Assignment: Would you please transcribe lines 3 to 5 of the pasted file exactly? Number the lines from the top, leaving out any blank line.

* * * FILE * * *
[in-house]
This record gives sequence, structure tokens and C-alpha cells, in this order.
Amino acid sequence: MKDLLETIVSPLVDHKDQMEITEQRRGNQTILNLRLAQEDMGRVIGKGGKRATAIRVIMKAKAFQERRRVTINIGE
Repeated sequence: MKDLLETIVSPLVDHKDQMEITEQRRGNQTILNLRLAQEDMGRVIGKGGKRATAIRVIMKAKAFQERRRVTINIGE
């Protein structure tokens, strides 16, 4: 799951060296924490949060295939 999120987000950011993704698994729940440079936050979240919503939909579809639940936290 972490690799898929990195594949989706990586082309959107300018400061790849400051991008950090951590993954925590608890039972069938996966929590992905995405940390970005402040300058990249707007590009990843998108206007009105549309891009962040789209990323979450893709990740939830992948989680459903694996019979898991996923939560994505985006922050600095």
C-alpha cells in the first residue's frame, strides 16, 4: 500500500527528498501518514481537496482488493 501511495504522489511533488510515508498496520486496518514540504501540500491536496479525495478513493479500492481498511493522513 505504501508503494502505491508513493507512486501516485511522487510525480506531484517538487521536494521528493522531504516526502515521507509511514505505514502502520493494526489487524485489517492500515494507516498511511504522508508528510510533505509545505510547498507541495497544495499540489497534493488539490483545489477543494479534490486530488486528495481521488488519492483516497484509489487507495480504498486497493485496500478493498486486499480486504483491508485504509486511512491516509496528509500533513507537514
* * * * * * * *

Amino acid sequence: MKDLLETIVSPLVDHKDQMEITEQRRGNQTILNLRLAQEDMGRVIGKGGKRATAIRVIMKAKAFQERRRVTINIGE
Repeated sequence: MKDLLETIVSPLVDHKDQMEITEQRRGNQTILNLRLAQEDMGRVIGKGGKRATAIRVIMKAKAFQERRRVTINIGE
């Protein structure tokens, strides 16, 4: 799951060296924490949060295939 999120987000950011993704698994729940440079936050979240919503939909579809639940936290 972490690799898929990195594949989706990586082309959107300018400061790849400051991008950090951590993954925590608890039972069938996966929590992905995405940390970005402040300058990249707007590009990843998108206007009105549309891009962040789209990323979450893709990740939830992948989680459903694996019979898991996923939560994505985006922050600095």